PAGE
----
Middle-income boomers forced to rethink retirement

by Jim Sloan

Baby Boomers are tightening their belts and maintaining their savings rates as a result of the financial collapse three years ago that battered their retirement savings accounts, diminished their real estate investments and made them rethink the type and duration of their impending retirement.

A new study from the Bankers Life and Casualty Company painted a pretty bleak picture of U.S. residents between the ages of 47 and 65 who earn between $25,000 and $75,000. For instance, nearly 70 percent have experienced a decline in their retirement savings account since 2008, 21 percent have not seen any recovery in their investments, and 14 percent have no retirement savings account at all.

But they are a plucky bunch, this group of 78 million people born between 1946 and 1964. Nearly all of those who participate in some kind of employer-sponsored retirement savings account either maintained or increased their savings rates even as many of the employers cut back or eliminated their own contributions.

The shift to individual responsibility

In recent decades, the responsibility for retirement has been shifting from employers and institutions to individuals. Pensions have declined and the 401(k) savings account and other individual saving mechanisms and investments have taken their place.

The big test for how this shift is working is the baby boomer generation, whose oldest members turn 65 this year and whose aging members will increase the nation's over-65 population from 14 percent to 21 percent in the coming years.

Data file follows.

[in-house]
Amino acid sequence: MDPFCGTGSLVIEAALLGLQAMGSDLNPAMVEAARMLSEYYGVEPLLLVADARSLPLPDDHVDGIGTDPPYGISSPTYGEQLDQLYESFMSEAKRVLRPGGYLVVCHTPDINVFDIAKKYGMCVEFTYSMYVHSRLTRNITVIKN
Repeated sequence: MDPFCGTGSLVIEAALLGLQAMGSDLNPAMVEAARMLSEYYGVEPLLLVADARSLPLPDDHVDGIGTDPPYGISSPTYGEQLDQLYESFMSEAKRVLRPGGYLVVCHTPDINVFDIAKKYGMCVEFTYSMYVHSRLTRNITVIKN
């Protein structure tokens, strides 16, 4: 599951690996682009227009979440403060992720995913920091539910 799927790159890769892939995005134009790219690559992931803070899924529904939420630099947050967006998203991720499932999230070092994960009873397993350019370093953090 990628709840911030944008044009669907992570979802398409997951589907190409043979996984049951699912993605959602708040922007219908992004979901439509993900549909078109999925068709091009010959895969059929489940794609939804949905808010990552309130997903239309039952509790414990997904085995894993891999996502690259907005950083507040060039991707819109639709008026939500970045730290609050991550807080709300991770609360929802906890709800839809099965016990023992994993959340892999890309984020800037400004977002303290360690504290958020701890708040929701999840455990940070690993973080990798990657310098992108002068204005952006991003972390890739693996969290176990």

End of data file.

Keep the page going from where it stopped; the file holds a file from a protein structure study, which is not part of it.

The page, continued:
Their numbers will test the capacity of Social Security and Medicare, but also go a long way to determining what retirement will "look like" for a generation that has had to save up for its own golden years. While retirement for previous generations involved slowing down, moving to a retirement community or being cared for by family, this study found that baby boomers expect something different, including:

  • A more active lifestyle: More than half are looking forward to retirement, but one if four are uncertain.
  • Work: Three out of four of the 500 respondents in the study expect to work in retirement and most for financial reasons.
  • Concern about money: Whether it's interest rates, cd rates or money market rates, nearly three-fourths say their financial situation--not their age--will determine when they retire.

Falling behind on savings and investments

The study also found that many boomers feel they haven't saved enough for retirement, for instance:

  • Two-thirds feel they are behind their savings rates.
  • Half are not confident they've put enough in their money market accounts, retirement accounts, certificate of deposit or other investments for a comfortable retirement.
  • More than half have less than $100,000 in their retirement investments; one fifth have less than $10,000.
  • More than three-quarters are concerned about health-care expenses, inflation and long lives gobbling up their retirement savings.

The impact of the economy

In addition to the nearly 70 percent who saw their retirement investments decline in value, many say they've had to recalculate their retirement date, with 80 percent putting it off for an average of five years.

In addition, more than half have cut back on discretionary spending--such as dining out--and 43 percent have reduced their credit card debit. Two-thirds are trying to reduce their health-care costs by delaying treatment or moving to a cheaper health care plan.

Disclaimer:This content is not provided or commissioned by American Express. Opinions expressed here are author's alone, not those of American Express, and have not been reviewed, approved or otherwise endorsed by American Express. This site may be compensated through American Express Affiliate Program.

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